A nice collection of books and articles on computational and genome biology. It concludes with this anecdote:

Despite all of the recent books and biographies that have come out about the Human Genome Project, I think there are still many good stories to be told. One of them is the origin of the idea for whole-genome shotgun and assembly. I recall a GRRC (Genome Research Review Committee) review that took place in late 1996 or early 1997 where Jim Weber proposed a whole-genome shotgun approach. The review panel, at first, wanted to unceremoniously “NeRF” (Not Recommend for Funding) the grant but I convinced them that it deserved to be formally reviewed and scored, based on Jim’s pioneering reputation in the area of genetic polymorphism mapping and its impact on the positional cloning of human disease genes and the origins of whole-genome genotyping. After due deliberation, the GRRC gave the Weber application a non-fundable score (around 350 as I recall) largely on the basis of Weber’s inability to demonstrate that the “shotgun” data could be assembled effectively.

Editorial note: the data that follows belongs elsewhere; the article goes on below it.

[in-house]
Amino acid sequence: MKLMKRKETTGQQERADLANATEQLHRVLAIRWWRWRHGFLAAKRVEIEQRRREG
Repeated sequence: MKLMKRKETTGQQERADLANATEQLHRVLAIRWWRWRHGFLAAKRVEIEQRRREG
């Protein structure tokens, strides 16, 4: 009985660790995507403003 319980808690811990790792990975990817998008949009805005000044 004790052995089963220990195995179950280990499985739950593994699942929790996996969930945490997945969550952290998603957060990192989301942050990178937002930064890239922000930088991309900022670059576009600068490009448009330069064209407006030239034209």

Some time later, I was giving a ride to Jim Weber who was in Bethesda for a meeting. He told me why his grant got a low score and asked me if I knew any computer scientists that could help him address the assembly problem. I suggested he talk with Gene Myers (I knew Gene and his interests well since, as one of the five authors of the BLAST algorithm, he was a not infrequent visitor to NCBI).